Kerala’s Muslim League battles factional feuds, growth of rival parties

Indian Union Muslim League's inability to rein in leaders such as KNA Khader and KM Shaji reflects on the party's weakness, say insiders

Muslim League Kerala
The IUML is worried about the growing insecurity among Muslims in India which is helping parties like SDPI to expand

It is a hard battle for the Indian Union Muslim League (IUML) in Kerala to exist and survive without power for two consecutive terms. The party insiders The Federal spoke  to unanimously agreed on this. The internal conflicts within the party that the leadership used to manage to cover up in the past, now come out in public, giving a clear warning about the deep existential crisis that the party is facing.

The latest in this series of conflicts is KNA Khader’s participation in a cultural programme organised by the RSS. Khader, former MLA and the Malappuram district secretary of IUML, embarrassed the party by participating in the cultural event organised by Kesari, the mouthpiece of RSS in Kozhikkode.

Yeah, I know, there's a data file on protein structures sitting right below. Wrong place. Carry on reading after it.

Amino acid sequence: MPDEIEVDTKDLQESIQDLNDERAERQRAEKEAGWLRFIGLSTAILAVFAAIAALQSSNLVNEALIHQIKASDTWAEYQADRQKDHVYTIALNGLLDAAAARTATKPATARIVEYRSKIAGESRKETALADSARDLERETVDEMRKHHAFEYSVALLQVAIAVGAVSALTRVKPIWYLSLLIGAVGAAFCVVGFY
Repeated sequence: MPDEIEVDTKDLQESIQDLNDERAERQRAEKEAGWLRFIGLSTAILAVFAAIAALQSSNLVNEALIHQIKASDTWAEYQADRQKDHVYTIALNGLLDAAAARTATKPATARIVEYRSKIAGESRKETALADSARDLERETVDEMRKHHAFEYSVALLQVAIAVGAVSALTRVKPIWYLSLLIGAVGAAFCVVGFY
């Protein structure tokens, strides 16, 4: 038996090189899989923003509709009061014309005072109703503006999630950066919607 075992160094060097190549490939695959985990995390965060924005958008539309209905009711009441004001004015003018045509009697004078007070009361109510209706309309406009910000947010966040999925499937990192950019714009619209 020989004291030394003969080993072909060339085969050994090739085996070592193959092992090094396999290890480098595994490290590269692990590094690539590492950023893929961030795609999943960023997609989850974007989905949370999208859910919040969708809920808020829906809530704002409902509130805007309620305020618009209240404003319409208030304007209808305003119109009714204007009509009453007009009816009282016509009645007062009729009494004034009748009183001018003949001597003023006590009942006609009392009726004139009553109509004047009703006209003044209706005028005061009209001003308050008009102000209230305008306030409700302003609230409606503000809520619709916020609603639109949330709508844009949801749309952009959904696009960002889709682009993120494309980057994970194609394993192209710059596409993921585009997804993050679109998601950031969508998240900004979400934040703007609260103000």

Also read: Kerala Christians’ beef with Muslims proof of BJP’s divide-and-rule policy

Khader, who was felicitated by J Nandakumar, the leader of RSS at the function, justified his action by saying that it was not a political but a cultural programme. However, the IUML leadership, except MK Muneer, MLA, is yet to make a statement against Khader’s participation in the programme despite repeated queries from the media as well as anger expressed by IUML followers on social media.


Embarrassing comments

This is not the only incident which has put the party leadership in a fix. A recent remark of KM Shaji, president of Youth League and secretariat member of the IUML, about M  Yusuf Ali, a UAE-based Indian business man and MD of the Lulu Group, also embarrassed the party. He alleged that Yusuf Ali had been trying to please Prime Minister Narendra Modi for promoting his business ventures in Uttar Pradesh. He also said that such businessmen cannot purchase the Lleague with money. He attacked Yusuf Ali for the latter’s criticism of the UDF for boycotting the Loka Kerala Sabah, the recently held conference of representatives of Malayali expats.